Tuesday, April 26, 2016

I Should've Been a Cowboy

City Slickers
Director: Ron Underwood
Cast: Billy Crystal, Daniel Stern, Bruno Kirby, Jack Palance, Patricia Wettig, Helen Slater
Released: June 7, 1991

Oscar nominations:
Best Supporting Actor - Jack Palance (won)

Spoilers for a 25 year old movie! I don't like to take any chances. 

I'm more than halfway done with my 1991 reviews! I figured since this won an Oscar in an acting category, I should rewatch and review it. I have to be honest: as with Father of the Bride, this movie wasn't as good when I saw it the first time as a kid. I am a little surprised that Jack Palance won the Oscar because comedies hardly ever win Oscars for anything. Although, Hollywood loves to give veteran actors the Oscars, especially in the Supporting category. He was nominated for Oscars two times before this, both in the '50s. While I remembered that Curly, the character Palance plays, dies, I forgot that he died with at least an hour of the movie left and he really doesn't show up until half an hour into the movie so we're lucky if we have at least 30 minutes of the best character in the movie. And that's what Curly is: the best character in the movie. I do remember Jack Palance came back in City Slickers 2: The Legend of Curly's Gold to play the twin brother of Curly. I haven't seen that movie in a very long time and I can't imagine I would like it if I wasn't too keen on the original! 

Well, hi there, lil Jake Gyllenhaal!
The movie is about a man named Mitch (Billy Crystal) who just turned 39 and is having a mid-life crisis. He works in radio advertising where he sells time to different companies so they can promote their products on the air. He realizes just how lame his job and life are when he's invited to speak about his job at his son's school and goes on a tirade about how these kids should be grateful for what they have because it's just going to get worse. He then proceeds to describe for them what their next seven decades of life will be like. With each passing decade, everything goes downhill. Playing his son is Jake Gyllenhaal in his film debut. He must have been nine or ten when he filmed this. Interesting his first movie would feature cowboys and horses when he would go on to be in Brokeback Mountain more than a decade later....although he does not partake in any of the roping and riding in this movie.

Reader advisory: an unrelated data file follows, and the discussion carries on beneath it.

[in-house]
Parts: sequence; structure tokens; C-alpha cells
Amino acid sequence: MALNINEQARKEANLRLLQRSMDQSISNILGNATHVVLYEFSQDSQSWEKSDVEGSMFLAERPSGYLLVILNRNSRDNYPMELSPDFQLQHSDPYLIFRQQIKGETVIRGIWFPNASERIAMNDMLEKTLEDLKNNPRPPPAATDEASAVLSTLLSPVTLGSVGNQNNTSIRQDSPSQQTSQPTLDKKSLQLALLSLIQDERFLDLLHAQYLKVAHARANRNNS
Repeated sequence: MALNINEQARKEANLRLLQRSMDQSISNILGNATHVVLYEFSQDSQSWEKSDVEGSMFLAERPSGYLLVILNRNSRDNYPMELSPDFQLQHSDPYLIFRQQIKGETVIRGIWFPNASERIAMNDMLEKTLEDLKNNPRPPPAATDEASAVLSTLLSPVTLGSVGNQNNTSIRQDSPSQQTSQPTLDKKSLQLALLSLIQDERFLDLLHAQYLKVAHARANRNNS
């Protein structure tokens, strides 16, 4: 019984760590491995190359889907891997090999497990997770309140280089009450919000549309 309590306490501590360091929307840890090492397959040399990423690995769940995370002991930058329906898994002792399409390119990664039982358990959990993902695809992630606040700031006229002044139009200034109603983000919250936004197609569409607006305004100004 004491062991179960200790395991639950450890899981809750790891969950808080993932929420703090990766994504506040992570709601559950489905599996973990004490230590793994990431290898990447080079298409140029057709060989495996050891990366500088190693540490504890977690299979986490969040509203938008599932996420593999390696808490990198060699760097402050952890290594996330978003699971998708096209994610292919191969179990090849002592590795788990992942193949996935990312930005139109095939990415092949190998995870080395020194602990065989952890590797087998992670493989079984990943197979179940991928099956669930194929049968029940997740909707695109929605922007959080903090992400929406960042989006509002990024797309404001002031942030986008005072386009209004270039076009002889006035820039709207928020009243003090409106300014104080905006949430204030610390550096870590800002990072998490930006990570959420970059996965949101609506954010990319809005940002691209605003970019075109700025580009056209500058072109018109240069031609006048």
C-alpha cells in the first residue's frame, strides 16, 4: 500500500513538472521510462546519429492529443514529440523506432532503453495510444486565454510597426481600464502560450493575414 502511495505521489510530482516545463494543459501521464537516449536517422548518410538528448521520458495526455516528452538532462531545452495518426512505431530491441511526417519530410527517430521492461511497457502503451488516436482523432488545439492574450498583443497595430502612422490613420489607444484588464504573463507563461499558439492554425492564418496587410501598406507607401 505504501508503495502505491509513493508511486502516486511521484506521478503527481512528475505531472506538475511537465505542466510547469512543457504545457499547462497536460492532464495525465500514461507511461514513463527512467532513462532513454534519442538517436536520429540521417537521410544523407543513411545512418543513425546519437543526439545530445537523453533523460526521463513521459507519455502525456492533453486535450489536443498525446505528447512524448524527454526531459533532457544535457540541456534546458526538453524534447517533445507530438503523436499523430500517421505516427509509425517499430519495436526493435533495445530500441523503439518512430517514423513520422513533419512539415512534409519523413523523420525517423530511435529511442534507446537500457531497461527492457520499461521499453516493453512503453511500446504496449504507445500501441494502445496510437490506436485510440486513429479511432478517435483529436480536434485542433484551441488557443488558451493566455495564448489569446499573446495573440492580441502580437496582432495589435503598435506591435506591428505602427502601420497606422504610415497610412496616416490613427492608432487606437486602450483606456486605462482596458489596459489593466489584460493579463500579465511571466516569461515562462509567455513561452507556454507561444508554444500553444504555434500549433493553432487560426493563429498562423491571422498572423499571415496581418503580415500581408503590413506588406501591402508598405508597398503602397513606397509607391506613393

At his birthday party (which he wants to cancel, but his wife (Patricia Wettig) insists he have it), Mitch's two friends announce that their gift to him is a two week cattle drive from New Mexico to Colorado. His friends are having their own mid-life crises (is that the right plural form of crisis? IDK!) Phil (Daniel Stern) is married to a woman he clearly does not care for and the feeling is mutual...don't ask me why these two people are married if they can't stand each other! She is very controlling of him and has an icy personality. His father in law is a bully and expects him to help him at the grocery store he owns. Ed (Bruno Kirby) has never been able to settle down and get married and seems the older he gets, the younger his girlfriends get. He has recently married a beautiful model, so I'm not understanding how he's having a midlife crisis! Some people are never happy. During the party, a 20 year old who works at the grocery store with Phil arrives to tell him that she's "late" and this is how Phil's wife finds out he's having an affair. I have no idea how the 20 year old found out where Phil was that night and even if she did know, why would she announced that to him in a roomful of people, including his wife? I know it's for the benefit of the movie, but it does not make any sense. This is the best thing that could have happened for Phil because his wife divorces him and he's fired from the job he hates. At first, Mitch wasn't thrilled about the cattle drive and told the others he couldn't go because he promised he would go with his wife to Florida to visit her parents, but she tells him to go, that she doesn't want to happen to them what happened with Phil and his ex-wife.